SINGAPORE - The Sikh community in Singapore has lined up a month-long slate of initiatives to mark Vesakhi, including a new push to get more women to take on community leadership roles.
On Thursday (April 14), which is Vesakhi, celebrations began with the culmination of a three-day-long congregational prayer at the Sri Guru Singh Sabha temple in Wilkie Road.
Vesakhi marks a key event in the establishment of the Sikh religion and identity - the birth of the Khalsa or concept of a Sikh community instituted by Guru Gobind
Singh in 1699.
A similar prayer event will take place later in the day at the Sri Guru Nanak Satsang Sabha temple in Katong.
This year’s Vesakhi festivities kicked off last Saturday (April 9) with the light-up of Geylang Lorong 29 – the home of one of the seven gurdwaras or Sikh temples in Singapore.
Vesakhi celebrations will come to a close with a cultural and sporting event at the Singapore Khalsa Association on April 30.
There are about 12,000 Sikhs in Singapore, and Vesakhi celebrations are back in high gear this year after muted celebrations over the past two years amid the Covid-19 pandemic.
Mr Deep Singh, president of the Pardesi Khalsa Dharmak Diwan temple in Geylang, said: “The congregation has sacrificed a lot in the past two years...
"Now that measures are almost back to before for religious places of worship, we wanted to celebrate the festival of Vesakhi in a big way that will be memorable for everyone, Sikhs and non-Sikhs alike.”
Also on Thursday, the Central Sikh Gurdwara Board signed a memorandum of understanding with the National University of Singapore to set up a visiting professorship in Sikh studies.
The move is aimed at promoting academic scholarship in the field in Singapore and abroad.
It will be Asia’s first Sikh studies professorship outside the Indian subcontinent, said the board and NUS, and the board is aiming to raise $1.2 million for an endowment fund to support the visiting professorship.
Donations will be matched dollar-for-dollar by the Government. The professorship will start in 2023, with each term lasting five months.
The appointed visiting professor will teach elective modules open to students in the NUS Faculty of Arts and Social Sciences as well as other faculties. The person will also conduct public seminars for the Sikh community, in coordination with the Central Sikh Gurdwara Board.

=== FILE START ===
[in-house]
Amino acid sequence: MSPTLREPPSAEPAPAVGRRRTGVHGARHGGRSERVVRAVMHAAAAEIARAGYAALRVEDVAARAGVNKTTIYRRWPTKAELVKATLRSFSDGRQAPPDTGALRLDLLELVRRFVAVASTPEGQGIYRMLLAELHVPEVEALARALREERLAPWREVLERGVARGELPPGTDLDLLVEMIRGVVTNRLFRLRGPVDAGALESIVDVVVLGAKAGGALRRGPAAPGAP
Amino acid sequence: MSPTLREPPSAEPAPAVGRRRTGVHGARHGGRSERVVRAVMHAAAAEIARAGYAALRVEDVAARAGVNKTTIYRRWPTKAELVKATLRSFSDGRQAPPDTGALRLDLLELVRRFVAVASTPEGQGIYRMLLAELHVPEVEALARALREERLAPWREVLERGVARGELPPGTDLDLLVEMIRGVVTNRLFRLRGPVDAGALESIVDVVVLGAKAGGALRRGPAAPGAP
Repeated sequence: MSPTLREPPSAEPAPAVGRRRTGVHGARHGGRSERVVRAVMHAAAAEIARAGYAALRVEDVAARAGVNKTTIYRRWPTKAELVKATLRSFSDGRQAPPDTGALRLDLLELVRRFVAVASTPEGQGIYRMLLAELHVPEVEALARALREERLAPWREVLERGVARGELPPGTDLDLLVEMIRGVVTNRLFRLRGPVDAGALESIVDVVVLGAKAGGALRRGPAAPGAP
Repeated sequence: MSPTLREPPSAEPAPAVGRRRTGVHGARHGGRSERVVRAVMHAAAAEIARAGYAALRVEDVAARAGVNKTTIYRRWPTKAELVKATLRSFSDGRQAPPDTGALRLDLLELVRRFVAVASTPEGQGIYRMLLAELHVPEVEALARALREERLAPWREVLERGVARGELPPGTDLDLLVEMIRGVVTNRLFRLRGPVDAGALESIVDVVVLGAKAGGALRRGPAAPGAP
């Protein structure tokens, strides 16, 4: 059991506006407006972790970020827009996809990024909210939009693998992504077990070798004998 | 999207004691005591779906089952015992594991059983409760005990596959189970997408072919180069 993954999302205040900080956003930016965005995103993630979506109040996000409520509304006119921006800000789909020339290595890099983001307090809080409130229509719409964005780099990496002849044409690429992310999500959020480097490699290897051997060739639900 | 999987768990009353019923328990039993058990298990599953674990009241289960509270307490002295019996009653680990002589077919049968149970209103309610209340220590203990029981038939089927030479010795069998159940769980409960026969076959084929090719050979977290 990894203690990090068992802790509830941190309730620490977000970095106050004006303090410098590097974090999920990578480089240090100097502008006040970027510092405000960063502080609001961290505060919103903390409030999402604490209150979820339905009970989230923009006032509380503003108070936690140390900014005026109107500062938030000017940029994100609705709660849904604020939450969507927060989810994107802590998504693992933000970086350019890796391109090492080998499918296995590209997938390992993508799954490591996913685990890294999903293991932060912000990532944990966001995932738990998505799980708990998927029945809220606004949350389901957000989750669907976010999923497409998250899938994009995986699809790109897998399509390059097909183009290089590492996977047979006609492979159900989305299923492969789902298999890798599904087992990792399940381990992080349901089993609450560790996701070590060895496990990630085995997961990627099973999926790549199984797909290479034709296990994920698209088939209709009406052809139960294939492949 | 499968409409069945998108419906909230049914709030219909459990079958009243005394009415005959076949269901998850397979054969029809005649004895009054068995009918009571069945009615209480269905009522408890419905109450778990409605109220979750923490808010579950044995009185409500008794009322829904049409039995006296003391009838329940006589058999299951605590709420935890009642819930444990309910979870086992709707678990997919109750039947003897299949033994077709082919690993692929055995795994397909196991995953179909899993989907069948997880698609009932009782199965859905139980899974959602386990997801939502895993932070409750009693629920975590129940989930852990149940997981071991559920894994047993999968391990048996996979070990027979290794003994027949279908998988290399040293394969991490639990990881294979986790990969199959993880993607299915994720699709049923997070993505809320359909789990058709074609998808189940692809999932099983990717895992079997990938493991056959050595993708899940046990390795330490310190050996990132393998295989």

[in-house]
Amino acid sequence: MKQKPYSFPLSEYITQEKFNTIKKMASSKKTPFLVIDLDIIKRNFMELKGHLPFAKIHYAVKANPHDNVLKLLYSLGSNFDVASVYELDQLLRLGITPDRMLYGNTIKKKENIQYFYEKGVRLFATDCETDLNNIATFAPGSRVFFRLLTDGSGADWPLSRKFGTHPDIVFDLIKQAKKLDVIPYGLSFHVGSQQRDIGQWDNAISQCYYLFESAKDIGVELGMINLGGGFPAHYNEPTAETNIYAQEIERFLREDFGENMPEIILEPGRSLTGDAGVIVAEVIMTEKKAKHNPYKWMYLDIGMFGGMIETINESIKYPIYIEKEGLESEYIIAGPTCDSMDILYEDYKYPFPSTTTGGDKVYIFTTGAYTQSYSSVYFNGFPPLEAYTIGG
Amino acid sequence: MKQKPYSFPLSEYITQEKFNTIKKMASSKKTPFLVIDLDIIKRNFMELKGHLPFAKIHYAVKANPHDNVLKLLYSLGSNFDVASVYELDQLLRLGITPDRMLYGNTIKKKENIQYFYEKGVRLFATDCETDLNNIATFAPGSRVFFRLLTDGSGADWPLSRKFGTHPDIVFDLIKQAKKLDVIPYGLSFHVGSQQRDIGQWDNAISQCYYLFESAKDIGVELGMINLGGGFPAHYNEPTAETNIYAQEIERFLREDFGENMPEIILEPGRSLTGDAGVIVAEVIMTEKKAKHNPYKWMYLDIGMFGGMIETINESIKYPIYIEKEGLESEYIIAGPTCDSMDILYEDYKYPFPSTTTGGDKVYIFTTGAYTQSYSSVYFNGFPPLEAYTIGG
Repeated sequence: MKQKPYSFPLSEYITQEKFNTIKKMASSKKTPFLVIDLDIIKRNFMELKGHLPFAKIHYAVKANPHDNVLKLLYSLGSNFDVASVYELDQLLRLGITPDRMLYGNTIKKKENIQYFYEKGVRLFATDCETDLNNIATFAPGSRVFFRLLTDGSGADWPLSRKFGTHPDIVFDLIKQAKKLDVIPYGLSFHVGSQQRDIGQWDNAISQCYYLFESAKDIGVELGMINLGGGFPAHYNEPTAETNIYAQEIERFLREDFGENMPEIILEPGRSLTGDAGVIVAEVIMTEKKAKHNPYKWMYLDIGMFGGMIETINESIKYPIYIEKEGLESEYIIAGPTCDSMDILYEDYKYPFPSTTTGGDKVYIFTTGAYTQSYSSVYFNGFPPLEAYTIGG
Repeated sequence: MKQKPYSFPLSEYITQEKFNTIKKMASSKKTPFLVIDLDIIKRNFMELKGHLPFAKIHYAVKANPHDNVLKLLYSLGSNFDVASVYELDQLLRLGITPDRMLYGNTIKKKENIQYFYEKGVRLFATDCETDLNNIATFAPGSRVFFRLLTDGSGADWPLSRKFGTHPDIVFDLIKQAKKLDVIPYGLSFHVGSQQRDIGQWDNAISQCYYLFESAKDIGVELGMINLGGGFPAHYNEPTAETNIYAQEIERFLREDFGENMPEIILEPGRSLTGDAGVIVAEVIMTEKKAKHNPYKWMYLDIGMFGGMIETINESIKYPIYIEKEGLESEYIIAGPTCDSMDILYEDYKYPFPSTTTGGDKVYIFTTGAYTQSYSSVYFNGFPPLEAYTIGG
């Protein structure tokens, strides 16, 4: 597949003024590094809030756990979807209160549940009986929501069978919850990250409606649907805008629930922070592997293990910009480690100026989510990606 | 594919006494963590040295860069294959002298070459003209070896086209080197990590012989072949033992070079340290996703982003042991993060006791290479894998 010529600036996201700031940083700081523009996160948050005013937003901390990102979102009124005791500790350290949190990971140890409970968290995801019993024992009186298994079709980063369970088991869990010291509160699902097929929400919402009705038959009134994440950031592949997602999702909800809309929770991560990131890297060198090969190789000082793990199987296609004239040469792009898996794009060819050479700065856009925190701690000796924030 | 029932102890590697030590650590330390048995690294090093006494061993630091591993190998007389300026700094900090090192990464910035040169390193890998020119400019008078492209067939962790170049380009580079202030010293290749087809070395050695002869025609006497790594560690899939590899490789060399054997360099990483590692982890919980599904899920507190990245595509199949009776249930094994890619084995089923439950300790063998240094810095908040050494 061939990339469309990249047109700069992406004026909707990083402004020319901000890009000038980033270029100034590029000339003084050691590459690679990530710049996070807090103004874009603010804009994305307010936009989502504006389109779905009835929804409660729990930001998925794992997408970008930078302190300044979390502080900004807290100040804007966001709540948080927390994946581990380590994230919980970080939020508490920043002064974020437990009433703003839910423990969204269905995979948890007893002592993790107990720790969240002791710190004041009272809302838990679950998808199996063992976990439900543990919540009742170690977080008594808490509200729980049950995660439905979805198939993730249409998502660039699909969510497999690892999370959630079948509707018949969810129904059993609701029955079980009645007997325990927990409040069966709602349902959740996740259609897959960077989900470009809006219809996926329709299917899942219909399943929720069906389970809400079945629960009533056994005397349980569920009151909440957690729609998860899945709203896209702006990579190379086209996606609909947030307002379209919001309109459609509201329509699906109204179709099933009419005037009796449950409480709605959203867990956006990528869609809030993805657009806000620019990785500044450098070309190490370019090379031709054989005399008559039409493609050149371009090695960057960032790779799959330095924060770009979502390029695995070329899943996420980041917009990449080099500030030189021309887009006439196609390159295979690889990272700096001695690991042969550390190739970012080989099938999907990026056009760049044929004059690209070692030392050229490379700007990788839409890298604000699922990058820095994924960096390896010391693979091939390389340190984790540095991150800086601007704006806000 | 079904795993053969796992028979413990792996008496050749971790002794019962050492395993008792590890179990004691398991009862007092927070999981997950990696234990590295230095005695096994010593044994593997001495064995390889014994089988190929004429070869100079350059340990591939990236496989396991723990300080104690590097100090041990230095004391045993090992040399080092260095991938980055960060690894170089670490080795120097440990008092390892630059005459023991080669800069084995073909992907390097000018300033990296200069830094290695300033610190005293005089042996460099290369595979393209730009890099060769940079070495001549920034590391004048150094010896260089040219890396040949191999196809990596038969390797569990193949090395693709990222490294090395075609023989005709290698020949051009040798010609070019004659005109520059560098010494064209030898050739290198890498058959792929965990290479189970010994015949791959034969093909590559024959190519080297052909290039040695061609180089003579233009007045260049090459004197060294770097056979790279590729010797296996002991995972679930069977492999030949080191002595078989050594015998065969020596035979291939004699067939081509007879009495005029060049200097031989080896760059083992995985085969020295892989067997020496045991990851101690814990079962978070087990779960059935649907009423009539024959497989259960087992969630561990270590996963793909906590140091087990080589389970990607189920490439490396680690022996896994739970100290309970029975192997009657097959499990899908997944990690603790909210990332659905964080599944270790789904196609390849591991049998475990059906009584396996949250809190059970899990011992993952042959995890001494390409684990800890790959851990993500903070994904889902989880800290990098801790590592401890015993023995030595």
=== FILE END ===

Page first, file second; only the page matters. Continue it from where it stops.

Senior Minister of State for Defence Heng Chee How, who spoke at the MOU signing at the Central Sikh Temple, said the visiting professorship is a major milestone for the Sikh community in Singapore.
He added that it will elevate insights gained from Sikh history, philosophy and culture, and position Singapore as a major contributor to the growing discourse in inter-faith studies.
On Friday, the Gurdwara Sahib Yishun temple will also launch a coffee table book as part of its Vesakhi day celebrations. The book traces the temple’s history from its founding in 1925.
The Sikh community will also host Minister for Culture, Community and Youth Edwin Tong on Friday when he visits the Khalsa Dharmak Sabha gurdwara to partake in langar and observe Vesakhi celebrations.
Langar refers to the community kitchen of a gurdwara. Free vegetarian meals prepared by volunteers in Sikh temples are served to all, regardless of religion.
For the last two years, the Sikh community has had to cope with measured prayer sessions during Vesakhi and be restricted in some of the usual ways of congregational praying, noted Mr Harpal Singh Bajaj, president of the Sri Guru Nanak Satsang Sabha temple in Katong.
Also launched earlier this month was a new initiative called EnKaur by the Sikh Advisory Board to study ways to increase female representation in the Sikh community.
The EnKaur working committee, which is made up of 21 Sikh women from diverse backgrounds, will study the reasons behind low representation of women in Sikh community organisations and initiatives, including at the leadership levels, and how to create greater opportunity for women to contribute.
Vesakhi marks the anniversary of the birth of the Khalsa - or concept of a Sikh community - a key event in the establishment of the Sikh religion and identity.
Khalsa, which means pure, refers to all Sikhs who have received Amrit or ambrosial nectar through the Amrit Sanchar or initiation ceremony.
Former PAP MP Inderjit Singh, who chairs the Coordinating Council of Sikh Institutions, said this year’s celebration will be a big morale booster for the community after the past two years, where key festivals had to be sacrificed due to the pandemic.
He said: “Vesakhi has always been a key event for the Sikh community here. We are fortunate to be able to come together this year to celebrate it in a big way again after the uncertainty the last two years.”
Correction note: An earlier version of this article wrongly described Vesakhi as the Sikh New Year. This is inaccurate. We are sorry for the error.